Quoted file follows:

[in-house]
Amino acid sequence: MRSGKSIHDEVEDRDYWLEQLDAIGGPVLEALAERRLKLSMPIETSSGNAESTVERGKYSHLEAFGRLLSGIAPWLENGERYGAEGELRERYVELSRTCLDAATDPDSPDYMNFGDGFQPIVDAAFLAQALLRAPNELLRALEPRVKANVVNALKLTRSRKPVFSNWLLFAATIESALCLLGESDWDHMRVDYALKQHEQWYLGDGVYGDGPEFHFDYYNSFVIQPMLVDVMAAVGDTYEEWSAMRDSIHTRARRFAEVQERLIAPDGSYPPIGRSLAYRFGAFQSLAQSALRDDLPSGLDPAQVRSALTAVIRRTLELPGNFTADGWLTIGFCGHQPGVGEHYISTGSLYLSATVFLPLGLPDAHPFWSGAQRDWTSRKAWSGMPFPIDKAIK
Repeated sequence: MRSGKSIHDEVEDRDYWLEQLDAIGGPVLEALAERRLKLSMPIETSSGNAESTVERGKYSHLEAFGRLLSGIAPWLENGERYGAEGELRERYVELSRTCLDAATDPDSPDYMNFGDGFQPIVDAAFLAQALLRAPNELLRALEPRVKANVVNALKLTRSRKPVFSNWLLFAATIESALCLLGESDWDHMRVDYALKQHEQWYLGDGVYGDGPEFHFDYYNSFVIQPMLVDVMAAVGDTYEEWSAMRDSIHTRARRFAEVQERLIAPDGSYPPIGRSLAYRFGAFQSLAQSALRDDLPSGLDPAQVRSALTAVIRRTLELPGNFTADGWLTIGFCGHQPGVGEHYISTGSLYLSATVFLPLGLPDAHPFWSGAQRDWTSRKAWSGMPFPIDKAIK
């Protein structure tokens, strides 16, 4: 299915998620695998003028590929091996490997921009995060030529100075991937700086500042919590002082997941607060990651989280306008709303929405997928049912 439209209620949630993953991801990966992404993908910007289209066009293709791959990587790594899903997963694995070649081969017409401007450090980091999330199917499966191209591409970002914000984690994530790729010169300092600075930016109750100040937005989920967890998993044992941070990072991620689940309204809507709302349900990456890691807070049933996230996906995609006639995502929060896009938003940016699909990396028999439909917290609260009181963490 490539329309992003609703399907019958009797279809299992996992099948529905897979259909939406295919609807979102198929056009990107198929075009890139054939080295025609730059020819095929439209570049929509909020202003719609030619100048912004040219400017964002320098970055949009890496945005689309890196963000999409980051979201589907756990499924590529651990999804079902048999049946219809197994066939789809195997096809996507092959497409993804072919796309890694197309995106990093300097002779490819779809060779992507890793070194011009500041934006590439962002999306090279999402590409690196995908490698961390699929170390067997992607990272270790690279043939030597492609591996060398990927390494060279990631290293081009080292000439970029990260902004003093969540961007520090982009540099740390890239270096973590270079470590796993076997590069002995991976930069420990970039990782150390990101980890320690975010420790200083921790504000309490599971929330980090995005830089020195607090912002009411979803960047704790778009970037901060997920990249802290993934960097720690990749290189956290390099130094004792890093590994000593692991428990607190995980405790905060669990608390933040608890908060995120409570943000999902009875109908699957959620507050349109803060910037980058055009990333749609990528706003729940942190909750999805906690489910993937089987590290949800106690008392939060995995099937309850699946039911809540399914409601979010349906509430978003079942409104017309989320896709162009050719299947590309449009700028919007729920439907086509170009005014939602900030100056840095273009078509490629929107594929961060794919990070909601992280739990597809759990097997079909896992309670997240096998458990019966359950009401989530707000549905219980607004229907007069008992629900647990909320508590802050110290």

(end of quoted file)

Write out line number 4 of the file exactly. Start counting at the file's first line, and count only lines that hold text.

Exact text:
């Protein structure tokens, strides 16, 4: 299915998620695998003028590929091996490997921009995060030529100075991937700086500042919590002082997941607060990651989280306008709303929405997928049912 439209209620949630993953991801990966992404993908910007289209066009293709791959990587790594899903997963694995070649081969017409401007450090980091999330199917499966191209591409970002914000984690994530790729010169300092600075930016109750100040937005989920967890998993044992941070990072991620689940309204809507709302349900990456890691807070049933996230996906995609006639995502929060896009938003940016699909990396028999439909917290609260009181963490 490539329309992003609703399907019958009797279809299992996992099948529905897979259909939406295919609807979102198929056009990107198929075009890139054939080295025609730059020819095929439209570049929509909020202003719609030619100048912004040219400017964002320098970055949009890496945005689309890196963000999409980051979201589907756990499924590529651990999804079902048999049946219809197994066939789809195997096809996507092959497409993804072919796309890694197309995106990093300097002779490819779809060779992507890793070194011009500041934006590439962002999306090279999402590409690196995908490698961390699929170390067997992607990272270790690279043939030597492609591996060398990927390494060279990631290293081009080292000439970029990260902004003093969540961007520090982009540099740390890239270096973590270079470590796993076997590069002995991976930069420990970039990782150390990101980890320690975010420790200083921790504000309490599971929330980090995005830089020195607090912002009411979803960047704790778009970037901060997920990249802290993934960097720690990749290189956290390099130094004792890093590994000593692991428990607190995980405790905060669990608390933040608890908060995120409570943000999902009875109908699957959620507050349109803060910037980058055009990333749609990528706003729940942190909750999805906690489910993937089987590290949800106690008392939060995995099937309850699946039911809540399914409601979010349906509430978003079942409104017309989320896709162009050719299947590309449009700028919007729920439907086509170009005014939602900030100056840095273009078509490629929107594929961060794919990070909601992280739990597809759990097997079909896992309670997240096998458990019966359950009401989530707000549905219980607004229907007069008992629900647990909320508590802050110290």